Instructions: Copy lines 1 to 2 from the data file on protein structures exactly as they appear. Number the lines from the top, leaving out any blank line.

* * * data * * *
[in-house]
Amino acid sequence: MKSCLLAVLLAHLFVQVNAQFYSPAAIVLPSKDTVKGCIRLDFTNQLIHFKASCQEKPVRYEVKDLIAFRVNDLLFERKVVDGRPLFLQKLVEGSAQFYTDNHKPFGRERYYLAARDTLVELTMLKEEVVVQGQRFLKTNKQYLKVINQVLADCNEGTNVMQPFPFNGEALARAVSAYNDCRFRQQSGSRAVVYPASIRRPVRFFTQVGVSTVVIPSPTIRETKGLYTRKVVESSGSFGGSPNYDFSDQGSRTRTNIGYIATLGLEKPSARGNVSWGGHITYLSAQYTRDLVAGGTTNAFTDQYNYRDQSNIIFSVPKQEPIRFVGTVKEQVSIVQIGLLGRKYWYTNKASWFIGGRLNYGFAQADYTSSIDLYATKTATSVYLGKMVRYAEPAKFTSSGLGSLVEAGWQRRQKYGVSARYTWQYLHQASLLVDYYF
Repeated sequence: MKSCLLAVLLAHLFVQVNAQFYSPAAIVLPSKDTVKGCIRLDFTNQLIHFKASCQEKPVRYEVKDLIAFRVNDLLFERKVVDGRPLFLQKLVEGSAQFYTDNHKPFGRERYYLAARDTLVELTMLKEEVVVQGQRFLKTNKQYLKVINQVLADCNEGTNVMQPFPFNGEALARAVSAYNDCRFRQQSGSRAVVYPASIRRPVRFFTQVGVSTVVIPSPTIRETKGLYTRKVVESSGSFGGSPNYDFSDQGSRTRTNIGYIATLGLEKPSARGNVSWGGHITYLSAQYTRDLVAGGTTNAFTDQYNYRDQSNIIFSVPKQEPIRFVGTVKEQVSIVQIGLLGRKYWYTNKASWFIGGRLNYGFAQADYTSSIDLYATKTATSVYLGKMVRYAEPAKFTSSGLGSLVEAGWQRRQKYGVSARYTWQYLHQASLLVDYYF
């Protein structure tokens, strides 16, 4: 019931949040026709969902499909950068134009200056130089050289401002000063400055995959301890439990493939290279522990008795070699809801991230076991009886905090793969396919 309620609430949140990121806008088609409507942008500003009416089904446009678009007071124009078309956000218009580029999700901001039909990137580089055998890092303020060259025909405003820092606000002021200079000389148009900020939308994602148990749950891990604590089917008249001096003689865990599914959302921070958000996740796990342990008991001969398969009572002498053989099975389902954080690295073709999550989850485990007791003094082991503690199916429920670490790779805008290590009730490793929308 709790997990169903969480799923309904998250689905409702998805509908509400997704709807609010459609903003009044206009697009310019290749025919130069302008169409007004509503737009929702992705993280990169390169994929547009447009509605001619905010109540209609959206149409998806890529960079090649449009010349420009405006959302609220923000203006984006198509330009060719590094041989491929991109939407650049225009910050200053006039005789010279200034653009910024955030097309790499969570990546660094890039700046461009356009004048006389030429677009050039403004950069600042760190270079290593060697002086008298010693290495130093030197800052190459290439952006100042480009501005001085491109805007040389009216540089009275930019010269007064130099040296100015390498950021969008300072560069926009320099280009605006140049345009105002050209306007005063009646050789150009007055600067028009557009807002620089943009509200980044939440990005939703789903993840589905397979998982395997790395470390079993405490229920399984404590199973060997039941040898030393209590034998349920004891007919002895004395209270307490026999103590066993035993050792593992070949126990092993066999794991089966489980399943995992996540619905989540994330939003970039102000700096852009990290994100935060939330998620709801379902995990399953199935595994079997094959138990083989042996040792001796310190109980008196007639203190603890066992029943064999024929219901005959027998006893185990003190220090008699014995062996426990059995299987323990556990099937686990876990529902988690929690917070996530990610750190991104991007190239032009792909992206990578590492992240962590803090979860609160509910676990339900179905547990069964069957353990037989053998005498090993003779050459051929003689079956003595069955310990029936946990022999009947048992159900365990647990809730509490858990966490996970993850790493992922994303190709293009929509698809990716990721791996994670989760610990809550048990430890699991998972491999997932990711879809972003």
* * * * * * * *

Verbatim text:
[in-house]
Amino acid sequence: MKSCLLAVLLAHLFVQVNAQFYSPAAIVLPSKDTVKGCIRLDFTNQLIHFKASCQEKPVRYEVKDLIAFRVNDLLFERKVVDGRPLFLQKLVEGSAQFYTDNHKPFGRERYYLAARDTLVELTMLKEEVVVQGQRFLKTNKQYLKVINQVLADCNEGTNVMQPFPFNGEALARAVSAYNDCRFRQQSGSRAVVYPASIRRPVRFFTQVGVSTVVIPSPTIRETKGLYTRKVVESSGSFGGSPNYDFSDQGSRTRTNIGYIATLGLEKPSARGNVSWGGHITYLSAQYTRDLVAGGTTNAFTDQYNYRDQSNIIFSVPKQEPIRFVGTVKEQVSIVQIGLLGRKYWYTNKASWFIGGRLNYGFAQADYTSSIDLYATKTATSVYLGKMVRYAEPAKFTSSGLGSLVEAGWQRRQKYGVSARYTWQYLHQASLLVDYYF